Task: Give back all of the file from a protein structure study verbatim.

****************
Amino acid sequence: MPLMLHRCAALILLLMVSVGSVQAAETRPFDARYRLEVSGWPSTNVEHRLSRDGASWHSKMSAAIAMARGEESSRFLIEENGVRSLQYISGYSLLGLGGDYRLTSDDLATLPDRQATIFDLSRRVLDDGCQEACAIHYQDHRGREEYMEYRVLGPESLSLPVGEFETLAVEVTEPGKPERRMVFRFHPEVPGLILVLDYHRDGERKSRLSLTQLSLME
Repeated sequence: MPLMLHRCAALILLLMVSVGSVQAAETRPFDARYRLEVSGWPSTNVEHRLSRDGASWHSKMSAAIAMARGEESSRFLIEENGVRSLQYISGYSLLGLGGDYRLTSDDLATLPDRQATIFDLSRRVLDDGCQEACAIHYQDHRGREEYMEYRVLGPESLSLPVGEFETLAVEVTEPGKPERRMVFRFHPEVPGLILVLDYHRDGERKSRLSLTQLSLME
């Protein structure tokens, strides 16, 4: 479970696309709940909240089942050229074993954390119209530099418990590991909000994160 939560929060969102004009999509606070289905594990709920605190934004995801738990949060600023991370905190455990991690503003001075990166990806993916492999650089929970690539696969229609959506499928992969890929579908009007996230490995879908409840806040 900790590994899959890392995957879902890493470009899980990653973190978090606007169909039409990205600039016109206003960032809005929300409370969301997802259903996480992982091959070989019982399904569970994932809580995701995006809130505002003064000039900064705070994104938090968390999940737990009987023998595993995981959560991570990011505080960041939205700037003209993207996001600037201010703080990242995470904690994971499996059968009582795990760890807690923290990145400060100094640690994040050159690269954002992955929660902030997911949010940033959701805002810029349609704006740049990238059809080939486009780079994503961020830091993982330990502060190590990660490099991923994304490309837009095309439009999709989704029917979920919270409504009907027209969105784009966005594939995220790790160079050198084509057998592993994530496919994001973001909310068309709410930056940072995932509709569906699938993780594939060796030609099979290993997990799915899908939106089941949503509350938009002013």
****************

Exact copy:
Amino acid sequence: MPLMLHRCAALILLLMVSVGSVQAAETRPFDARYRLEVSGWPSTNVEHRLSRDGASWHSKMSAAIAMARGEESSRFLIEENGVRSLQYISGYSLLGLGGDYRLTSDDLATLPDRQATIFDLSRRVLDDGCQEACAIHYQDHRGREEYMEYRVLGPESLSLPVGEFETLAVEVTEPGKPERRMVFRFHPEVPGLILVLDYHRDGERKSRLSLTQLSLME
Repeated sequence: MPLMLHRCAALILLLMVSVGSVQAAETRPFDARYRLEVSGWPSTNVEHRLSRDGASWHSKMSAAIAMARGEESSRFLIEENGVRSLQYISGYSLLGLGGDYRLTSDDLATLPDRQATIFDLSRRVLDDGCQEACAIHYQDHRGREEYMEYRVLGPESLSLPVGEFETLAVEVTEPGKPERRMVFRFHPEVPGLILVLDYHRDGERKSRLSLTQLSLME
């Protein structure tokens, strides 16, 4: 479970696309709940909240089942050229074993954390119209530099418990590991909000994160 939560929060969102004009999509606070289905594990709920605190934004995801738990949060600023991370905190455990991690503003001075990166990806993916492999650089929970690539696969229609959506499928992969890929579908009007996230490995879908409840806040 900790590994899959890392995957879902890493470009899980990653973190978090606007169909039409990205600039016109206003960032809005929300409370969301997802259903996480992982091959070989019982399904569970994932809580995701995006809130505002003064000039900064705070994104938090968390999940737990009987023998595993995981959560991570990011505080960041939205700037003209993207996001600037201010703080990242995470904690994971499996059968009582795990760890807690923290990145400060100094640690994040050159690269954002992955929660902030997911949010940033959701805002810029349609704006740049990238059809080939486009780079994503961020830091993982330990502060190590990660490099991923994304490309837009095309439009999709989704029917979920919270409504009907027209969105784009966005594939995220790790160079050198084509057998592993994530496919994001973001909310068309709410930056940072995932509709569906699938993780594939060796030609099979290993997990799915899908939106089941949503509350938009002013």